Reseller News

ISP MyRepublic fined for second statutory failure in a row

$2000 fine charged, with warning a further breach could lead to harsher measures
  • Rob O'Neill (New Zealand Reseller News)
  • 29 July, 2020 08:41
Tristan Gilbertson (Commerce Commission)

Tristan Gilbertson (Commerce Commission)

The Commerce Commission has penalised internet service provider MyRepublic for failing to provide information needed to calculate its share of the Telecommunications Development Levy (TDL).

The regulator said today the ISP failed to provide the information by the due date and only did so after being pursued by the commission for several months, breaching its statutory obligations.

The TDL is paid by larger telecommunications firms and is used by government to pay for telecommunications infrastructure, including the relay service for the deaf and hearing-impaired, broadband for rural areas and improvements to 111 emergency calling services.

Under the Telecommunications Act, liable companies must provide the commission with annual audited financial information that the commission can use to apportion the levy.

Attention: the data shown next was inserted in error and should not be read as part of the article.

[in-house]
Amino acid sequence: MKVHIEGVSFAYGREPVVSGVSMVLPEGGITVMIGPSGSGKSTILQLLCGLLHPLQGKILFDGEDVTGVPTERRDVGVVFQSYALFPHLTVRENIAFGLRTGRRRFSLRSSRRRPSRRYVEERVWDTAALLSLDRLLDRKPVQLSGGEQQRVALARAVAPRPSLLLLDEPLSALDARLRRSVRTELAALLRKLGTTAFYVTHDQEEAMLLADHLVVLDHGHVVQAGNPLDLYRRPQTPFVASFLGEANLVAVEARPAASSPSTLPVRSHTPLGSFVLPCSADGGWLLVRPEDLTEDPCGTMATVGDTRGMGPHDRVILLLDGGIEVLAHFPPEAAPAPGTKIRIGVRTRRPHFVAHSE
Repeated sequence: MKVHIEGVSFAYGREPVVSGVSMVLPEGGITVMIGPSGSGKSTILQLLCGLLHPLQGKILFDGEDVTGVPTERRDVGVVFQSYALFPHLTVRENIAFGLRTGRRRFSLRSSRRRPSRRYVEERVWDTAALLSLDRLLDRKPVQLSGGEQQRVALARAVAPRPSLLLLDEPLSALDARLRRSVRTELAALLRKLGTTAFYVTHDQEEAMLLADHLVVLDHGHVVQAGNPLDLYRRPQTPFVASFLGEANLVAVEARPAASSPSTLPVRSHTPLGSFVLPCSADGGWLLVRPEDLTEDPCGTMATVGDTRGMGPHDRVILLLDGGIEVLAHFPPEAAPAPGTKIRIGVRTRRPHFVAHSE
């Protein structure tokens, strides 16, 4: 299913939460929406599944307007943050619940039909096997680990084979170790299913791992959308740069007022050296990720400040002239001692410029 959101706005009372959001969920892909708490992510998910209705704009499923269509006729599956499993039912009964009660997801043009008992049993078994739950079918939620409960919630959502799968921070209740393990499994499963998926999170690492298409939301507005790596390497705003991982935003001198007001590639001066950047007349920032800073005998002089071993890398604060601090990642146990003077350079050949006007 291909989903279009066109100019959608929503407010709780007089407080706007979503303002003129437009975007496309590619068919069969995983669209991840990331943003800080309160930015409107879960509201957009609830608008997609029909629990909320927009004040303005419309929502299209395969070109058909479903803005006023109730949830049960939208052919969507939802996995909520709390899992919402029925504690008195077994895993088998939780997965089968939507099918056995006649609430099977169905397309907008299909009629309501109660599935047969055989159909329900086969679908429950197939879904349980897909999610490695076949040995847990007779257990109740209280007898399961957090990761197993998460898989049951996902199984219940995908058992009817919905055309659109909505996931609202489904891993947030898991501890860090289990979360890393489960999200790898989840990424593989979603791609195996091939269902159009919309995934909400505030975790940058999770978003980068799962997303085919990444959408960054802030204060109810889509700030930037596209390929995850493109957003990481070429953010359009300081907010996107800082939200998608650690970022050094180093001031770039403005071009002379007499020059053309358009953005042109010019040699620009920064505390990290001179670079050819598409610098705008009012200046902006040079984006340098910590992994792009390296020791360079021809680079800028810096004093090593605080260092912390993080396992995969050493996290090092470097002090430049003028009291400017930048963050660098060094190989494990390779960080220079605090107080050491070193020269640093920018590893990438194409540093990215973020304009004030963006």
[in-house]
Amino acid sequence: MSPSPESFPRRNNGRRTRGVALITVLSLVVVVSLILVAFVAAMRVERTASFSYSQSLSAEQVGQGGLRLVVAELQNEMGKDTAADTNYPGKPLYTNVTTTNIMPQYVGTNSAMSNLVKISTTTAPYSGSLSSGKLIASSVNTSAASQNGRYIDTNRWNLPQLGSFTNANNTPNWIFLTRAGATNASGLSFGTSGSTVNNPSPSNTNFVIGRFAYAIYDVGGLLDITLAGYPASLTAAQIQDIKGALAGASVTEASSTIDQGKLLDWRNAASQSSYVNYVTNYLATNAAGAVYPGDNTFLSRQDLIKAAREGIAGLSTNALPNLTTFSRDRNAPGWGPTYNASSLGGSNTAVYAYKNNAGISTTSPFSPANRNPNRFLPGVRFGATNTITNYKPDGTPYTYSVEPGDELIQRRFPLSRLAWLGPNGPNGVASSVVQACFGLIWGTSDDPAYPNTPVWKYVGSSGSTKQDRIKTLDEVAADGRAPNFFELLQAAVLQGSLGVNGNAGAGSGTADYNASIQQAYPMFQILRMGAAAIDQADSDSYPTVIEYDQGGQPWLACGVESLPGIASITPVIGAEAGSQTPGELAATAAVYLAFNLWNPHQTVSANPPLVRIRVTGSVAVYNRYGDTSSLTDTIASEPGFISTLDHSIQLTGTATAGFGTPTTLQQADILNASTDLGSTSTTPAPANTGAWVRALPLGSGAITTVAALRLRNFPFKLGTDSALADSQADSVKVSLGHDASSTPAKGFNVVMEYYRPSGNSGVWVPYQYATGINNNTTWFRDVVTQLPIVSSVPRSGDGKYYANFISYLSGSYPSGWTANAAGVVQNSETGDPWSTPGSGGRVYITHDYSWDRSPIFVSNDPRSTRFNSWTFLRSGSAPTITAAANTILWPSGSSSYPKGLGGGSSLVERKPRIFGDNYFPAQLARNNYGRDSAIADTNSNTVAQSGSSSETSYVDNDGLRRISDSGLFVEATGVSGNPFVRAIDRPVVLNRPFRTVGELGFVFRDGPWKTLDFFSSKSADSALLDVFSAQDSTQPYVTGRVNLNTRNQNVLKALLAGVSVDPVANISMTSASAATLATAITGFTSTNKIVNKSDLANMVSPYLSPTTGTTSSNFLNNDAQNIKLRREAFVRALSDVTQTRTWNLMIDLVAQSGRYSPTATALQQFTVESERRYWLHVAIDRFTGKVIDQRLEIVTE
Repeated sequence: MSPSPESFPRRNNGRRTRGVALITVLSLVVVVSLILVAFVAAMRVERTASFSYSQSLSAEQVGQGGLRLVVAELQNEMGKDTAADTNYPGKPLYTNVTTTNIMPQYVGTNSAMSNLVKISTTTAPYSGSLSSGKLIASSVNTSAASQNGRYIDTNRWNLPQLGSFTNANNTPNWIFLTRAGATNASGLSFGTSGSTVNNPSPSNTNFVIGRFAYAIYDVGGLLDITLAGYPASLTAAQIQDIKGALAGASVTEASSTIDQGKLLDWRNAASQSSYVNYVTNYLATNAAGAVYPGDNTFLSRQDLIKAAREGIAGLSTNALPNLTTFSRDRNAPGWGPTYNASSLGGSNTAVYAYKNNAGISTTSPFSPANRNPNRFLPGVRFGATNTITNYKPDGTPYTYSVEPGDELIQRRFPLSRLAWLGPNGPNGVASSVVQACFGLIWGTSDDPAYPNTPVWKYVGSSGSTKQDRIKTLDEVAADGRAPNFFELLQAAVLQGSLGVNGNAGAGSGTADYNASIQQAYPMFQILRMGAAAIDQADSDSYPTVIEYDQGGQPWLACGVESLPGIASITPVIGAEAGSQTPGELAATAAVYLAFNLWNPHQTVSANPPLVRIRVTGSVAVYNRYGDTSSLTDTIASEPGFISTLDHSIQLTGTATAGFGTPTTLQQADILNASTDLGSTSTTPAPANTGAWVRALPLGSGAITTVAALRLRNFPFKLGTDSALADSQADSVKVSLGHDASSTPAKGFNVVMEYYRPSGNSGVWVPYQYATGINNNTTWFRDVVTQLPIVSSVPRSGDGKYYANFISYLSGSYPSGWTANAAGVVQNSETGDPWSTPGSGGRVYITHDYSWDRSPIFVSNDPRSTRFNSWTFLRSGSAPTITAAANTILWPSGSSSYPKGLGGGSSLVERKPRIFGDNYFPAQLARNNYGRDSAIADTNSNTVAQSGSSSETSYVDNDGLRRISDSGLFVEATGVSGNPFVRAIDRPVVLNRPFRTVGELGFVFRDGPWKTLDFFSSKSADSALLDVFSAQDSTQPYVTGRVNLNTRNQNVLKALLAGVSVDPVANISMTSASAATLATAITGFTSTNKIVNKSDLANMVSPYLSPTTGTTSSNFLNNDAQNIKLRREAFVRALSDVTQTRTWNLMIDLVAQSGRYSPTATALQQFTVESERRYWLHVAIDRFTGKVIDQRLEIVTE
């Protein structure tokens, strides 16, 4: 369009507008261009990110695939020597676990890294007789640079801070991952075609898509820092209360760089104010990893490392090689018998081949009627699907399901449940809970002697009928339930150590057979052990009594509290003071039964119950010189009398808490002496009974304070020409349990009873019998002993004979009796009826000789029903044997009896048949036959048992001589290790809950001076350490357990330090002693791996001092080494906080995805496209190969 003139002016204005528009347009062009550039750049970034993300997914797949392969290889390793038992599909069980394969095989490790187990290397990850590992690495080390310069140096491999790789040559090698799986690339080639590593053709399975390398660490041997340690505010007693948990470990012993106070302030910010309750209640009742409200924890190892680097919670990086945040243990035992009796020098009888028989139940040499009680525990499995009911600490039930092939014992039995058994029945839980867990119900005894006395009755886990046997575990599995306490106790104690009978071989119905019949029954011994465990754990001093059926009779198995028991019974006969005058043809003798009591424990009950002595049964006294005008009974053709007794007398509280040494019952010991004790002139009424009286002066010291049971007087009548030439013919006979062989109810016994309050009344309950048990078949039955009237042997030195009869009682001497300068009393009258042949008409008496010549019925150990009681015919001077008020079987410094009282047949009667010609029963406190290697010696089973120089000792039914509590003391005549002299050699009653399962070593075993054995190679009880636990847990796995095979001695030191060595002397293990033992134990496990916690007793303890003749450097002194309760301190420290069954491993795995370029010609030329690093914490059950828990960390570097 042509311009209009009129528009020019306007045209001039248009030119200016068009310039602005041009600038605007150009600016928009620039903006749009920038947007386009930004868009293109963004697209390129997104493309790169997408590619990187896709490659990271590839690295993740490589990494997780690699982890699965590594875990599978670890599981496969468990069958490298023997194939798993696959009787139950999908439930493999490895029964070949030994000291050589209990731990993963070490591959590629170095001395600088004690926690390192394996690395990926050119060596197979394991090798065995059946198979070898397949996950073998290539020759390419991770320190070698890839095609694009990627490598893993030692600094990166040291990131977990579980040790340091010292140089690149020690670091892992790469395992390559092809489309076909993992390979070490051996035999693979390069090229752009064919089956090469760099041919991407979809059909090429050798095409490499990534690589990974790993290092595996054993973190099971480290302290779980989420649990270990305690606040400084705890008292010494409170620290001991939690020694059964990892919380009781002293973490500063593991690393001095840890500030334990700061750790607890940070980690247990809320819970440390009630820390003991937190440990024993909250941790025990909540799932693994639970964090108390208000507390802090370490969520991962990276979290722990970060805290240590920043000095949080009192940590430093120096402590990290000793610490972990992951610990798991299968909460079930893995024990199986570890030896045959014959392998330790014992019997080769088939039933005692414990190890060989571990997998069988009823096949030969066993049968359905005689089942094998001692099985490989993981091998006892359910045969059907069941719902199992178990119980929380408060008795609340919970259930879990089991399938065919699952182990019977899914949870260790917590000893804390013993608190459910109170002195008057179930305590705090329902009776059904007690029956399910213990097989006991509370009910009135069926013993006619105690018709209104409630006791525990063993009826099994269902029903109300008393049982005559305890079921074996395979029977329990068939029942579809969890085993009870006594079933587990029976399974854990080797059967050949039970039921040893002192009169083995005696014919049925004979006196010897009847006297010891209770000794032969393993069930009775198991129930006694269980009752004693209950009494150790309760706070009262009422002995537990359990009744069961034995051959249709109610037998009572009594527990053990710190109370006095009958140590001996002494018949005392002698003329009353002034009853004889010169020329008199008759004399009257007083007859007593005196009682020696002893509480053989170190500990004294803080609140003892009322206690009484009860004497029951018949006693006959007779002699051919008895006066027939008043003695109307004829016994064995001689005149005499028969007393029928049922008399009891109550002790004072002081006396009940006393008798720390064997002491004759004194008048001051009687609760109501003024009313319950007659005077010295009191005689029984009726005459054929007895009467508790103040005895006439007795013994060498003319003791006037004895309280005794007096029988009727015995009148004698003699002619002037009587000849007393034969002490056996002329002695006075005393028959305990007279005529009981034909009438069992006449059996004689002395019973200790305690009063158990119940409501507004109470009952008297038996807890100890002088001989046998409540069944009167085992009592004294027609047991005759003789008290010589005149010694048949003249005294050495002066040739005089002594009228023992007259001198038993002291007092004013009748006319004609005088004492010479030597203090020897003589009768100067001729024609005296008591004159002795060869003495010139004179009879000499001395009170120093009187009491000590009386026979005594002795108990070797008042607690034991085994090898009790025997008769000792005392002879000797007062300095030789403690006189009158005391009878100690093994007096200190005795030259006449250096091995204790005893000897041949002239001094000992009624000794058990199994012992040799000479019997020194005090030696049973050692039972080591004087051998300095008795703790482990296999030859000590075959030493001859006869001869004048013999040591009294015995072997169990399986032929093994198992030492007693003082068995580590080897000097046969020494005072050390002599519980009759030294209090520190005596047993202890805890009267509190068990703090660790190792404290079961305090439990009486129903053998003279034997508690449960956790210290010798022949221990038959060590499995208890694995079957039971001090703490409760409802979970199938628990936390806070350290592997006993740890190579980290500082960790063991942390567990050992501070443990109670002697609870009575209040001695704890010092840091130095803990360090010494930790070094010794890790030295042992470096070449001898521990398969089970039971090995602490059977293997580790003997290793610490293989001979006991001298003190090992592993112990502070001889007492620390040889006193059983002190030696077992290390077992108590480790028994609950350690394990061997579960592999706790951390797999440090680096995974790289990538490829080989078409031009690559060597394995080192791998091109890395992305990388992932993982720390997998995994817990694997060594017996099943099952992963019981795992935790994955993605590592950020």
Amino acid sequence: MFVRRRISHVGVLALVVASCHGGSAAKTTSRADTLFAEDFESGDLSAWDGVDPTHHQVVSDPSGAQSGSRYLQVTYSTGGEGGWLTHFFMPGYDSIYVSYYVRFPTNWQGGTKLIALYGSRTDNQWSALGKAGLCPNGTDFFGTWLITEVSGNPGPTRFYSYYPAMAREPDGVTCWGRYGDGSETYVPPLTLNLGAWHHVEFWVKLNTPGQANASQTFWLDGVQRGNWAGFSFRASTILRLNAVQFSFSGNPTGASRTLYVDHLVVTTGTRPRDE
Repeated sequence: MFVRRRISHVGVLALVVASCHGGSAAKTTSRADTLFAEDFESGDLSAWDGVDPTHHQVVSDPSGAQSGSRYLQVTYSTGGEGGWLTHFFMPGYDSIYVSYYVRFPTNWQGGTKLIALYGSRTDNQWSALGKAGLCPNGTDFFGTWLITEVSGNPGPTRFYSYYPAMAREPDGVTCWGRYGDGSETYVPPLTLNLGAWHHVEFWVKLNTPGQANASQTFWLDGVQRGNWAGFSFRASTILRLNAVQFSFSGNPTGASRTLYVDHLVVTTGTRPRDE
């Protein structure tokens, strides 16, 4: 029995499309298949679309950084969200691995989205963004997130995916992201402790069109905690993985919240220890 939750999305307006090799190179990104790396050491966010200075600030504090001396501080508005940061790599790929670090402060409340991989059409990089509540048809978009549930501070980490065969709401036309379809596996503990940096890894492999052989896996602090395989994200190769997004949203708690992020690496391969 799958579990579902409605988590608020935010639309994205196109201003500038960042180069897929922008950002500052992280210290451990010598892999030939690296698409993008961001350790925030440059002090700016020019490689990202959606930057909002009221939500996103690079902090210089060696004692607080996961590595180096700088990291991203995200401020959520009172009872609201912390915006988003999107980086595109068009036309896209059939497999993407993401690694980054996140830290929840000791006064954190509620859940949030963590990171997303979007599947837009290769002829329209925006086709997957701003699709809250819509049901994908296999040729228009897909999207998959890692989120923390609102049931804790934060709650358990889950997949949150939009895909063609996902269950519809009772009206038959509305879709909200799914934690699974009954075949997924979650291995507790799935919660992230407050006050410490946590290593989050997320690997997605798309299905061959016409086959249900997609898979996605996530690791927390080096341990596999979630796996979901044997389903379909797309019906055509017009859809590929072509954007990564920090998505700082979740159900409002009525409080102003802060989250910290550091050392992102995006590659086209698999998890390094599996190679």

MyRepublic was issued with a written warning for a similar breach in 2018.
“MyRepublic has now breached its TDL obligations for two years in a row,” said telecommunications commissioner Tristan Gilbertson.

“This is unacceptable – it undermines the integrity of the system and is unfair on the New Zealanders who depend on the critical infrastructure and services supported by TDL funds.”

The Commission decided to issue a civil infringement notice in response to MyRepublic’s breach. This carries a fixed pecuniary penalty currently set at $2000.

However, should MyRepublic fail to comply in future, the commission said it would take the company's previous breaches into account when considering the appropriate response, including proceedings to pursue a pecuniary penalty in the High Court of up to $300,000 for each breach.

“We’ve taken this action to reinforce the importance of compliance with statutory obligations and signal to all stakeholders that future non-compliance by any liable company will be met with more stringent enforcement responses,” Gilbertson said.